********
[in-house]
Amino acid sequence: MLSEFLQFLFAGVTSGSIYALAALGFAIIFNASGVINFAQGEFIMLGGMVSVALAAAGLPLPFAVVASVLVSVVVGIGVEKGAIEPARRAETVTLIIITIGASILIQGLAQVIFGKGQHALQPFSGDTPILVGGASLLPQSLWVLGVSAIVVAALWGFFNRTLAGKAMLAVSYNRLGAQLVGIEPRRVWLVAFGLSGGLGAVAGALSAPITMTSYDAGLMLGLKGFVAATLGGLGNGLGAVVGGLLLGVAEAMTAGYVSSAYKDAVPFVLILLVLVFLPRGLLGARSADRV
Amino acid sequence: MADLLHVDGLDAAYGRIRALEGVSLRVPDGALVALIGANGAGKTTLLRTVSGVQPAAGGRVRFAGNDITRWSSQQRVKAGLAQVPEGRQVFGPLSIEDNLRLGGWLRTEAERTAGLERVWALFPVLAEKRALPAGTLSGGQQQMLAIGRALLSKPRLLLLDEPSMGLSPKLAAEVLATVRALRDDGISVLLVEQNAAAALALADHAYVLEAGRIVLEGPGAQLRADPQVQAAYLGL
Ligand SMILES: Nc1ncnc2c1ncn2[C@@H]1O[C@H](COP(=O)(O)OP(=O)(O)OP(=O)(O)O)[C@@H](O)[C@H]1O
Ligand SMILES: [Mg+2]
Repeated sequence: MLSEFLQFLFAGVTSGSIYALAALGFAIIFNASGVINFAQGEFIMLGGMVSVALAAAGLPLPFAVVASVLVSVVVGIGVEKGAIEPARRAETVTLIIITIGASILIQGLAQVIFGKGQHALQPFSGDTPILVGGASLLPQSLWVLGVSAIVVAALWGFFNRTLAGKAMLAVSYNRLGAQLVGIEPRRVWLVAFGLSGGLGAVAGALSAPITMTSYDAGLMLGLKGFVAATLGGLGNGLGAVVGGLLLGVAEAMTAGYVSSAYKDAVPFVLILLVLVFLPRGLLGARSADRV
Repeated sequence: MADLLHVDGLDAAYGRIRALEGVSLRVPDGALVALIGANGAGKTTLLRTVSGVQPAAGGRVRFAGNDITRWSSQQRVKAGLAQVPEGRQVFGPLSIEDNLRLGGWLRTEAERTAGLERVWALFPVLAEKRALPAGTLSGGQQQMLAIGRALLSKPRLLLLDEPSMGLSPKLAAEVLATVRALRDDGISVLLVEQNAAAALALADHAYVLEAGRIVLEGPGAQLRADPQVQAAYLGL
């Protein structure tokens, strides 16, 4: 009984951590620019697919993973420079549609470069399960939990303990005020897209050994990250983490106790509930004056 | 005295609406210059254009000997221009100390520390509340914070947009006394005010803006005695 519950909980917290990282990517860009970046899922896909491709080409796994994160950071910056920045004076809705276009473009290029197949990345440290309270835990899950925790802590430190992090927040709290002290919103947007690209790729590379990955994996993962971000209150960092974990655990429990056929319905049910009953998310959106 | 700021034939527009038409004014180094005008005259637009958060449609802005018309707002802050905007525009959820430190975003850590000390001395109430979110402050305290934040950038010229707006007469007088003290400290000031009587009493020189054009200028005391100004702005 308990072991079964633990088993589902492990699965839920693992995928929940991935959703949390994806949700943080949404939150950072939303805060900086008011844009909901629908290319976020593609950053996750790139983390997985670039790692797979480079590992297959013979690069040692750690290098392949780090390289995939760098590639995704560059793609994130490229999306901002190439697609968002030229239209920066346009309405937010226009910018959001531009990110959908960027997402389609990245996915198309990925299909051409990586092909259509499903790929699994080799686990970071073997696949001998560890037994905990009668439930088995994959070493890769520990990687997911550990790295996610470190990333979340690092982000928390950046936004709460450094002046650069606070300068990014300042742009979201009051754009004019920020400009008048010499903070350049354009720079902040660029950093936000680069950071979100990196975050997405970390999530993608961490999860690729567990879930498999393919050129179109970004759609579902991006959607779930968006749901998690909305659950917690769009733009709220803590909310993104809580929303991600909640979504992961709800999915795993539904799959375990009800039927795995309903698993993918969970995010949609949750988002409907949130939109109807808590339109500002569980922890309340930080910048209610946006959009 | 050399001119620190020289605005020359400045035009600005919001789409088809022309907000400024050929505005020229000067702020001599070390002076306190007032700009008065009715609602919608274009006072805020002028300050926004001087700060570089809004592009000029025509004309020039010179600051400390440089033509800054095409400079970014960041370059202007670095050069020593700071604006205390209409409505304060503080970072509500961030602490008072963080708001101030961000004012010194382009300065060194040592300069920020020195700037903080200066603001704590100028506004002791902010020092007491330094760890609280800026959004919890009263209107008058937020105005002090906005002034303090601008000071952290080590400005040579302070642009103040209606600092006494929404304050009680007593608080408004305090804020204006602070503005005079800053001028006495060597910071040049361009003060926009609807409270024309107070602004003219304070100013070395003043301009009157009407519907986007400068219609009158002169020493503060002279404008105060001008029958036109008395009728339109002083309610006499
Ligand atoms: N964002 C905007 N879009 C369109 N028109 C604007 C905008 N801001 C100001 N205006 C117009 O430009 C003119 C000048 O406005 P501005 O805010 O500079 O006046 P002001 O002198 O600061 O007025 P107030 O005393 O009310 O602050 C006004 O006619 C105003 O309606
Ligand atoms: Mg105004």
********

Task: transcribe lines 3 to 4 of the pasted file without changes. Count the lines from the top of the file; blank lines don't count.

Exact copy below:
Amino acid sequence: MADLLHVDGLDAAYGRIRALEGVSLRVPDGALVALIGANGAGKTTLLRTVSGVQPAAGGRVRFAGNDITRWSSQQRVKAGLAQVPEGRQVFGPLSIEDNLRLGGWLRTEAERTAGLERVWALFPVLAEKRALPAGTLSGGQQQMLAIGRALLSKPRLLLLDEPSMGLSPKLAAEVLATVRALRDDGISVLLVEQNAAAALALADHAYVLEAGRIVLEGPGAQLRADPQVQAAYLGL
Ligand SMILES: Nc1ncnc2c1ncn2[C@@H]1O[C@H](COP(=O)(O)OP(=O)(O)OP(=O)(O)O)[C@@H](O)[C@H]1O